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Question about neck finish

 
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crxsh



Joined: 24 Jan 2020
Posts: 6

PostPosted: Fri Jan 24, 2020 9:58 am    Post subject: Question about neck finish Reply with quote

Hi all. New around here, but I've been a Suhr owner for the last year or so.



This is my 2018 Classic Antique in Firemist Gold (with a Thornbucker now in the bridge). It's undoubtedly the nicest guitar I've ever owned........... but I find myself slightly disappointed with how the neck feels.

I falsely assumed that the Antique would feel more worn in the hands, but neck-for-neck, I really prefer the finish on my G&L ASAT Classic Custom. Feels more natural to me. But, of course, that guitar is 11 years older and has been played more.

So I'm wondering, is there a different neck (roasted?) or finish (satin?) that would, for lack of a better term, feel better?
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qwe200



Joined: 05 May 2006
Posts: 285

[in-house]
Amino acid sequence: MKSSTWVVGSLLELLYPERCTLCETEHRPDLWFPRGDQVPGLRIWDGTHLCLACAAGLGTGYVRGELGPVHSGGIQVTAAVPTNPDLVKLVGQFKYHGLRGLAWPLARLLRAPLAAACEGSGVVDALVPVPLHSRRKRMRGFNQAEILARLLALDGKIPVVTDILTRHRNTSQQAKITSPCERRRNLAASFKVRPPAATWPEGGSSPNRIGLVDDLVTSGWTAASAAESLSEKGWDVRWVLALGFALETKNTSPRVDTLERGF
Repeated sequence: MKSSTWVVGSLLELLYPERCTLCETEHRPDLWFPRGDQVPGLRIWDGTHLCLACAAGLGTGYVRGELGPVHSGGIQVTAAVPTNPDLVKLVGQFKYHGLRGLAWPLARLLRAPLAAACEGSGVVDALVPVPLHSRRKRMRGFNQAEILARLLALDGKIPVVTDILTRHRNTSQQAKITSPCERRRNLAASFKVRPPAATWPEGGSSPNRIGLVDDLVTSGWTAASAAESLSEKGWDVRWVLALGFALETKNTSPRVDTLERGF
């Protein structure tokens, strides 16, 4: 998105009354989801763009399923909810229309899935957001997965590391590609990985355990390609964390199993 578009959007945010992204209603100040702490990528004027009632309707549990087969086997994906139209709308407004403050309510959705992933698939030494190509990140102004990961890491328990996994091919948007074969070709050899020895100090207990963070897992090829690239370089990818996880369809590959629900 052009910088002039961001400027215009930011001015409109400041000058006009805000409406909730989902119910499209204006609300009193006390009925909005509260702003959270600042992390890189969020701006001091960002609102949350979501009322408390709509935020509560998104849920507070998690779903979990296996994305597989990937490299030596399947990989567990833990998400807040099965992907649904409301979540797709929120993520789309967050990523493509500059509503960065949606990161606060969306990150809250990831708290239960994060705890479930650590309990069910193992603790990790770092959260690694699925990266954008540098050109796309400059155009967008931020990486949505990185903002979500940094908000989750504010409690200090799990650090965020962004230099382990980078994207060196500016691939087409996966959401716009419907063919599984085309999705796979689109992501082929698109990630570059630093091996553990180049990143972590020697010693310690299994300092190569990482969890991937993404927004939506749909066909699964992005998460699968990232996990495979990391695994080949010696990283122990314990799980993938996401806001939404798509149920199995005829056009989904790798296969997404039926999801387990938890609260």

PostPosted: Fri Jan 24, 2020 12:59 pm    Post subject: Reply with quote

I've owned several Suhr's and strongly prefer the satin finish. What finish is on your neck? If any, I would remove it so you can fully enjoy the Suhr neck. For me, neck feel is as important as tone.
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crxsh



Joined: 24 Jan 2020
Posts: 6

PostPosted: Fri Jan 24, 2020 3:09 pm    Post subject: Reply with quote

qwe200 wrote:
I've owned several Suhr's and strongly prefer the satin finish. What finish is on your neck? If any, I would remove it so you can fully enjoy the Suhr neck. For me, neck feel is as important as tone.


Checked the spec sheet just to be sure -- it's a lacquer finish.